Chicago native accepts Town task as new Parks & Rec director

Although he’s lived in the Chicago area most of his life, it’s been an East Tennessee homecoming for Farragut’s new Parks & Recreation director Ron Oestreich, who moved to his grandparents’ farm in the Powell community recently as he assumed his new role.

Oestreich came to Farragut from Bolingbrook Park District in Bolingbrook, Illinois, where he had worked for 27 years, most recently as its executive director. In Farragut, he is replacing long-time Parks & Rec director Sue Stuhl, who retired in January. His first official day was Monday, Feb. 13.

He has been settling in, attending Town meetings and functions as he gets to know his new staff and community.

“Everyone has been very nice and welcoming, and I’m glad to be here,” Oestriech said.

Relocating to East Tennessee — where the new Parks & Rec director had spent two weeks every summer as a child —had been the plan for Oestreich and his wife, Christy, for some time, he said.

“My new job just made it happen a little quicker than we anticipated,” he added, noting Christy and the couple’s youngest child, daughter Delanie, remain in Bolingbrook until Delaine graduates from high school later this year.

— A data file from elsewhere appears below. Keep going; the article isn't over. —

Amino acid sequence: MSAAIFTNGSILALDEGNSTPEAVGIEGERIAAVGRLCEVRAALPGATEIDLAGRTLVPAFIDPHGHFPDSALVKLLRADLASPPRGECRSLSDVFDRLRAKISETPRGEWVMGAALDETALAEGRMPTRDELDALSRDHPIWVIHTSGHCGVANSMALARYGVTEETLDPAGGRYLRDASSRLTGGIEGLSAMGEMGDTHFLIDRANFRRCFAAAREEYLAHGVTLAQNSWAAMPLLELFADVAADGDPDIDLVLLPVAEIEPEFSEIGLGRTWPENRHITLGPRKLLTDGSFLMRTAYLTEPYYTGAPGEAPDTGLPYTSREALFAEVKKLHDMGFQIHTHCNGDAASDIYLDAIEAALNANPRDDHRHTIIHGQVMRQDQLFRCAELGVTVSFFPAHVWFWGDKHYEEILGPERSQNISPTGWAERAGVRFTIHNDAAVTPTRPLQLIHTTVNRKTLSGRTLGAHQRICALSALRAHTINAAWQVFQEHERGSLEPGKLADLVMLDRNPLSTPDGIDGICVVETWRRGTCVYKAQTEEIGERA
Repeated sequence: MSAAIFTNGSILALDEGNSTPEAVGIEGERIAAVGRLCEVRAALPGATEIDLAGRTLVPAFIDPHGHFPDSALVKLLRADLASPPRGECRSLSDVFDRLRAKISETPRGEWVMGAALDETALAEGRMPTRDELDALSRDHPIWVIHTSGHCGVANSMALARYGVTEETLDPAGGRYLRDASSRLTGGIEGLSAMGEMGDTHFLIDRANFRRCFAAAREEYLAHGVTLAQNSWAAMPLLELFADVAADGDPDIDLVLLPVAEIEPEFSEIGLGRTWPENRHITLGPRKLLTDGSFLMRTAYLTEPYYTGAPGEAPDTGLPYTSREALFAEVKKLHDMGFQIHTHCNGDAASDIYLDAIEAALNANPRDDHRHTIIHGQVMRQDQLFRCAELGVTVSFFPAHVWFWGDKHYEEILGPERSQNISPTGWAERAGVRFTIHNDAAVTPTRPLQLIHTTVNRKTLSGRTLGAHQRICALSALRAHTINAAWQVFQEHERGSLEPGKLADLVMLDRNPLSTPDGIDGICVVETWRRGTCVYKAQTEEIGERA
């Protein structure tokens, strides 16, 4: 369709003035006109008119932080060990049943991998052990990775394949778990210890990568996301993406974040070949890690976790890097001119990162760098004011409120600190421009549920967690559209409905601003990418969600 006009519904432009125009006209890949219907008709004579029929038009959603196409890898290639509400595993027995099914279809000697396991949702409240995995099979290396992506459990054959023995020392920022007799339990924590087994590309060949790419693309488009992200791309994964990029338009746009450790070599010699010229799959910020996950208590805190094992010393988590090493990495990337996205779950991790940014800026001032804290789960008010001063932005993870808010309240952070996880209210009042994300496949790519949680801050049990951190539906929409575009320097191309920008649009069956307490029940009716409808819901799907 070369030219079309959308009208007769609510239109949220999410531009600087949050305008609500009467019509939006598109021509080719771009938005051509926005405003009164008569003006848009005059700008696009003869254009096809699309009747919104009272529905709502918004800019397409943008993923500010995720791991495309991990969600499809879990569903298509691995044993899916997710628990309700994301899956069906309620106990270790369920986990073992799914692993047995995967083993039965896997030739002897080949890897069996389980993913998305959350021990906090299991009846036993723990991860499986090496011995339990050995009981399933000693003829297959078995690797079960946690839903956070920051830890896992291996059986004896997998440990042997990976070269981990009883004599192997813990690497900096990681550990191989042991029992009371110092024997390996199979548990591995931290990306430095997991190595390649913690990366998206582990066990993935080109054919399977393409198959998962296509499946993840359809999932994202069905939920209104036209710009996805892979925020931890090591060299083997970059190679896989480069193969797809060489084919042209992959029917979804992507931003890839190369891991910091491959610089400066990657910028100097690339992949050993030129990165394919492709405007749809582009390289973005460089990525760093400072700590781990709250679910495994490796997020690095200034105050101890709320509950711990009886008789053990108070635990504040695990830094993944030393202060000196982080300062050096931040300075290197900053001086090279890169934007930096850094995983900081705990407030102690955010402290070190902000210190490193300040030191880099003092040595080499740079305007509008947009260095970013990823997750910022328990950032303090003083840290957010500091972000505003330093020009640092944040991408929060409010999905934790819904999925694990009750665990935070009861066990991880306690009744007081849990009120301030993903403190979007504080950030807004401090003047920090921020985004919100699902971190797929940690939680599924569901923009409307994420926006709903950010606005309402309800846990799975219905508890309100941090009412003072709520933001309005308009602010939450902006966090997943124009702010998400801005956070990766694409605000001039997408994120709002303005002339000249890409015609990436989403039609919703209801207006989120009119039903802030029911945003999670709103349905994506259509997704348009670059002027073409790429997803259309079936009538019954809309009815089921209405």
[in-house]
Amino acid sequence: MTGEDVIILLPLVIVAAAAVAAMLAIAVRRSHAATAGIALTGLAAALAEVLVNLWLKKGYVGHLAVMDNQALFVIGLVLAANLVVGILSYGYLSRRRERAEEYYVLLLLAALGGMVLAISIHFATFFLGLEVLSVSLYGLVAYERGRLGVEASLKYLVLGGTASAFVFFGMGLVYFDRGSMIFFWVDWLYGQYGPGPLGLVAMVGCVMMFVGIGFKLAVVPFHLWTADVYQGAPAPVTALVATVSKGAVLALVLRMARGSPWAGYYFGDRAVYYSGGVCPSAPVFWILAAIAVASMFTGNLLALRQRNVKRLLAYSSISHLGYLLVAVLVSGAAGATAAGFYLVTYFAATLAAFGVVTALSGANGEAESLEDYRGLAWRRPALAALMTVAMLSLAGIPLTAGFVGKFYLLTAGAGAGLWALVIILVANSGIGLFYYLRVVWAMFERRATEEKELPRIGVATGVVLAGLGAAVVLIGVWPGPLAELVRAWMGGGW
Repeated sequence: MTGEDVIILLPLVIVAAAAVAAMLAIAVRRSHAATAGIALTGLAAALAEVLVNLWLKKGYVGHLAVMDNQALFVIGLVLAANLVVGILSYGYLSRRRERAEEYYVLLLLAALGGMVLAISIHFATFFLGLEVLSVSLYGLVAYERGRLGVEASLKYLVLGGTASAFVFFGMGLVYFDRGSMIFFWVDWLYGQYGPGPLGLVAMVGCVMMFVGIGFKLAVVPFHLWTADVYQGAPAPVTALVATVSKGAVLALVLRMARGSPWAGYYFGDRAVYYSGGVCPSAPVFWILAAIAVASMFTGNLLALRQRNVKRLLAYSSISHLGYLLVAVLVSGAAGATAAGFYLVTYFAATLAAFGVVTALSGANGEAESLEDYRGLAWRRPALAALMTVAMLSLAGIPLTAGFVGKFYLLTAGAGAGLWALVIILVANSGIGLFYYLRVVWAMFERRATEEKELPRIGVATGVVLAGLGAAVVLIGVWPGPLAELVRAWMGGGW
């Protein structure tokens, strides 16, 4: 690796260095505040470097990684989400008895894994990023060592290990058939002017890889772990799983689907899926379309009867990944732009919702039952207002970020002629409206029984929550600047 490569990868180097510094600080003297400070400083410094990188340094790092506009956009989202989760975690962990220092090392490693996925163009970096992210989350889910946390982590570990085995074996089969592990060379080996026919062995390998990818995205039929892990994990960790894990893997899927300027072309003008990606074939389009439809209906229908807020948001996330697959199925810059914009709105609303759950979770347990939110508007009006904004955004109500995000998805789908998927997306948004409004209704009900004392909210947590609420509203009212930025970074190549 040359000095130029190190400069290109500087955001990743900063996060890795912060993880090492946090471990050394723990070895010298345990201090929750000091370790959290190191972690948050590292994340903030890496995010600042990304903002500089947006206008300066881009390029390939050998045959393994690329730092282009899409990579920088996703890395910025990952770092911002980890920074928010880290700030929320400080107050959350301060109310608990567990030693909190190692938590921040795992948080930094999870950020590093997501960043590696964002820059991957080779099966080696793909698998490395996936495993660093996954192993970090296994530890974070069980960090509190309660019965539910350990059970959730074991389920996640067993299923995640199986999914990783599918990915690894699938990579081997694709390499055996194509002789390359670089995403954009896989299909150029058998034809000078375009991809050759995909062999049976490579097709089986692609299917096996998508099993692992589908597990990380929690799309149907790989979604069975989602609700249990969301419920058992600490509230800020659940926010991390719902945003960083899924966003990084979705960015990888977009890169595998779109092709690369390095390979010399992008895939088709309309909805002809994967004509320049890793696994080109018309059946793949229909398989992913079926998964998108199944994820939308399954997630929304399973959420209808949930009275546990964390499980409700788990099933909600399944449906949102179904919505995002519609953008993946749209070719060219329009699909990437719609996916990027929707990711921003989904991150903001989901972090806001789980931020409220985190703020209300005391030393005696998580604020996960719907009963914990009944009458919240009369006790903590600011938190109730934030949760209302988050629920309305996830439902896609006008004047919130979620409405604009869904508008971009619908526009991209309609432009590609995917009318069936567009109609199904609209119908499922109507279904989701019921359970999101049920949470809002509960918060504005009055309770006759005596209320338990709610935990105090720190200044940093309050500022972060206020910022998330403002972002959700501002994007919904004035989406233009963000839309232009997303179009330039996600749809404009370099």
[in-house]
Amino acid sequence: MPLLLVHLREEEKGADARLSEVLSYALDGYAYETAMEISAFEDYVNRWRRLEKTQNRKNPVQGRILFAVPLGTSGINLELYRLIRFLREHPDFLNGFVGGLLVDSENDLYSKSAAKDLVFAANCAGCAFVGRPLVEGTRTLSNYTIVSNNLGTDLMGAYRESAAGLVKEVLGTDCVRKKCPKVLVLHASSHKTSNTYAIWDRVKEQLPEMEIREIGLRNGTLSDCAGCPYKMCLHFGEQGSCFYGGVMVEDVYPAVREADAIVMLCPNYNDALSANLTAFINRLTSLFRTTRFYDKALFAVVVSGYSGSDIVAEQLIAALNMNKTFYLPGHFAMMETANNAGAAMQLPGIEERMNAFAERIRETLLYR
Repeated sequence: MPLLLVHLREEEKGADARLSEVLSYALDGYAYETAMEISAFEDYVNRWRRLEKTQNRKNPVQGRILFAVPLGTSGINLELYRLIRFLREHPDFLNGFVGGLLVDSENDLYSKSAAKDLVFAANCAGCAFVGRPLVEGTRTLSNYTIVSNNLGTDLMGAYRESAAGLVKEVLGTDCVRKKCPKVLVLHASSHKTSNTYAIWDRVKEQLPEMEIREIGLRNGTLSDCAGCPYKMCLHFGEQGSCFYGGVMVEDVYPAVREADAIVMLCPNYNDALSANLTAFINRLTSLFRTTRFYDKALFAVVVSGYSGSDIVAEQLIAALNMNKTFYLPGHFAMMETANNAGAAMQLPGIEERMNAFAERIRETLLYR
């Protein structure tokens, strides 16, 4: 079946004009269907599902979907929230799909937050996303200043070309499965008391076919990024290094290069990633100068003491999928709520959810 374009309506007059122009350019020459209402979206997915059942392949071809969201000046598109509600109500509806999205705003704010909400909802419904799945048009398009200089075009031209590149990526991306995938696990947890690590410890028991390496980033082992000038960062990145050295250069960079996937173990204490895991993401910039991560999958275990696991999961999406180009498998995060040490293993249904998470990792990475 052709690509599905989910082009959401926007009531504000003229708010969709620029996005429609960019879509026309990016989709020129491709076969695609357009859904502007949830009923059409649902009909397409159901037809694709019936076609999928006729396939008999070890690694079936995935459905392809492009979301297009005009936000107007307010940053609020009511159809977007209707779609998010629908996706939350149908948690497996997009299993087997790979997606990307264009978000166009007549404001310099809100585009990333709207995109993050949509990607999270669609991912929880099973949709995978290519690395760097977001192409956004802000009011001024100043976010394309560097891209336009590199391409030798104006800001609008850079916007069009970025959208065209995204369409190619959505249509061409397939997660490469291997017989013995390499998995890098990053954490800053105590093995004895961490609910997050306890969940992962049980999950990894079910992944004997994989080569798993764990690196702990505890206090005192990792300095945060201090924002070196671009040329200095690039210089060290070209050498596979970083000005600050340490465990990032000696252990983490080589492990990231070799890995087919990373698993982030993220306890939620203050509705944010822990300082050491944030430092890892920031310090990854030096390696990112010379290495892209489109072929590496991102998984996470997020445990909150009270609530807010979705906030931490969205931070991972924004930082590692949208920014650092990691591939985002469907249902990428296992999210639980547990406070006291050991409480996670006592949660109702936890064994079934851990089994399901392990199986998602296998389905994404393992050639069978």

“I miss them, and will be glad when they are here, but it’s been a good opportunity for me to get to know the community,” he said.

Parks in some form or fashion, have been Oestreich’s passion since as an 8-year-old, he was paid a dollar an hour to sweep the midway at an amusement park his father purchased, Santa’s Village in Illinois.

He worked there up through and after high school, and it helped cement his desire to follow a path in recreational administration in college.

Oestreich’s first job after graduating was with Skokie Park District before going to Bolingbrook, where he ultimately spent 27 years.

There, he began by overseeing the aquatics aspect of the parks and also managed the fitness and golf programs. He was named executive director in 2012, and at the time of his leaving managed 52 parks along with a staff of 63 full-timers and 300 part timers.

“It was a big operation, with a $21 million budget,” Oestreich said, noting it also came with “an incredible amount of stress.

“To manage all of that, I had a wonderful team,” he added. “We had a lot of difficult challenges, as everyone did, especially during COVID, but we managed.

“I enjoyed what I did at Bolingbrook and I love parks and recreation. Bringing joy to people is a huge passion of mine.”

He is a life-long UT Vols sports fan, and also enjoys NASCAR racing, fishing and spending time with his family, which includes four children along with his extended family of aunts, uncles and cousins he has been able to re-acquaint with since relocating.

In addition to having ties to the area previously, the Oestreich’s eldest son also lived in Knoxville, and being closer to him was a draw as well.

“So far, the (Farragut Parks program) is different, but in a good way,” Oestreich said. “Each place is different, each job is different. But I am honored to be here and excited about the future.”